We can say “we trust God and we are submitting to Him fully,” and yet our actions can tell us something completely different. Holiness isn’t just about living in our corps and in our communities, holiness is also about living a life of submission…some might say these two things go hand in hand.  Will there be bad leaders who abuse power and who are led by ego?  Yes, but everyone will have to account for their own actions one day before the Father.  What we can do within our personal holiness is submit to Him first and allow Him to work in our submission to others.

2. Submit to Authority
This authority includes leaders we work under.   We are all imperfect people and we all make mistakes.  The higher you go within the spectrum of leadership, the greater the pressure and the higher the scrutiny.  Have mercy on those who lead you. Show respect, love and patience.  You may not always agree.  I am not saying roll over and accept decisions that are wrong…but choose your battles wisely.  Choose also how you will respond to criticism and correction.   This happens in every aspect of life, whether it’s a correction by a police officer for speeding, or it is a moment of correction in a conference room with your supervisor – be godly people and react in godly ways through it all.
This. is. a. tough. place. to. respond. with. holiness.

Does abuse and ego happen in our Army? – Yes.
Can we change that dynamic?  I certainly hope so.  I am willing to change it, are you?

1. Pray for your leaders.
You might be surprised what God can do to perhaps soften their heart as well as yours.
Also in our prayers God can reveal to us places where we need to be focusing on our own egos, pride and issues.
2. Some Day, Who Knows, You might be that leader…then what?  
A wise man once said to me – “remember how you were treated by that person/leader, and then strive to become a better person/leader than that in your own life.”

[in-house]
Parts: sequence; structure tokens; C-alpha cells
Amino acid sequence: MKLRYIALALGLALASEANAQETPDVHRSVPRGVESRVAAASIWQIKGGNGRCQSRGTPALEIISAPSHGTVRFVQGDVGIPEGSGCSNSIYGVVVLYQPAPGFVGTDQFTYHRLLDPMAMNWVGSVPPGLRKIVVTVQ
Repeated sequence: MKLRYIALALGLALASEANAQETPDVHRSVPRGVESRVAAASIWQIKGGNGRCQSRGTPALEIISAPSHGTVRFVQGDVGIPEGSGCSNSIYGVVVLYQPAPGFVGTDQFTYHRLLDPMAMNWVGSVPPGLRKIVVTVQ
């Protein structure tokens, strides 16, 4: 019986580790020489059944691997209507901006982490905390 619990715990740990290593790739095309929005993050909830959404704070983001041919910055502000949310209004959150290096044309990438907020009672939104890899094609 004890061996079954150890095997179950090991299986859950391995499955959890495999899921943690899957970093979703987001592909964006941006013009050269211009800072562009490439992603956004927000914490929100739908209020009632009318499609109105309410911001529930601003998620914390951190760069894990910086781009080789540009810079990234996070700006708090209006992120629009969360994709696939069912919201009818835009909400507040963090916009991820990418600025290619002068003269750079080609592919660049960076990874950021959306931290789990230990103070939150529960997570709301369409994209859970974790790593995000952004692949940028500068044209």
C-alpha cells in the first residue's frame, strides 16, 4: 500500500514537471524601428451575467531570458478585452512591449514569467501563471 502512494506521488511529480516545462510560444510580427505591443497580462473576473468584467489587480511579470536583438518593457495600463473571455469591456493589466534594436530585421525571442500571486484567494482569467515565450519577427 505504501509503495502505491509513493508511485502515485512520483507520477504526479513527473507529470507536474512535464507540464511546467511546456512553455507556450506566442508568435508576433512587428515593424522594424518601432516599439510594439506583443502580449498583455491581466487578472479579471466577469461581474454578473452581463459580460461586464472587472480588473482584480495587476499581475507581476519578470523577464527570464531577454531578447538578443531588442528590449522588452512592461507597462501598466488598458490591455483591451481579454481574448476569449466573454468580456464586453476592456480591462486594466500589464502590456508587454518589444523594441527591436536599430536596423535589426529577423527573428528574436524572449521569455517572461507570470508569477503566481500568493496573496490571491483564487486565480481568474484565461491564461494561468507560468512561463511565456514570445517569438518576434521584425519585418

This is our army. flag
Lead by Submission to God.
Follow by Submission to God.
And in between, no matter the conflict Submission to God.

So, amid the conflict whether great or small,
Do not be discouraged, God is over all;
Count your many blessings, angels will attend,
Help and comfort give you to your journey’s end.
(Count Your Blessings/Johnson Oatman, Jr.)

Something more for our Army to ponder today!
To God be the glory!

2 thoughts on “Dear Salvation Army, Submission, Ego & Abuse

Add yours

  1. This is an interesting post. What it doesn’t really address though is the problem where soldiers are called to leadership, appropriately gifted and equipped, yet not backed by their COs to lead.

    The problem is exacerbated where Local Officers are in position but are undermined by the clear lack of backing from their COs.

    Sadly, I have seen too many Spirit Filled, fired up people leave The Salvation Army due to poor leadership and choices. A generation of young people are leaving in droves, many hounded out by the lack of love, replaced by duty.

    I think it’s awesome that there are young people today so switched on to their faith they are unwilling to accept the superficial. We have a generation of deep thinkers, faith filled people. Only when the leadership can a) stand up to the spirit of traditionalism and b) practice love above rules and regulations will we see this disturbing trend cease.

    It is incredibly sad that there are older generations who have “non-negotiables” of superficial “stuff”, which all too often gets in the way of living out a real relationship with Christ.

    So, back to the conundrum. If our Army is to survive there needs to be those who will stand up to leadership where necessary. Submission to God is the priority, and therefore challenging leadership may well be necessary to be effective in the future. If all simply submit inspite of wrong, yes those leaders will have to account for themselves before God, but it won’t help getting the droves of the unsaved into grace.

Leave a Reply

Fill in your details below or click an icon to log in: Logo

You are commenting using your account. Log Out /  Change )

Facebook photo

You are commenting using your Facebook account. Log Out /  Change )

Connecting to %s

This site uses Akismet to reduce spam. Learn how your comment data is processed.

Blog at

Up ↑

%d bloggers like this: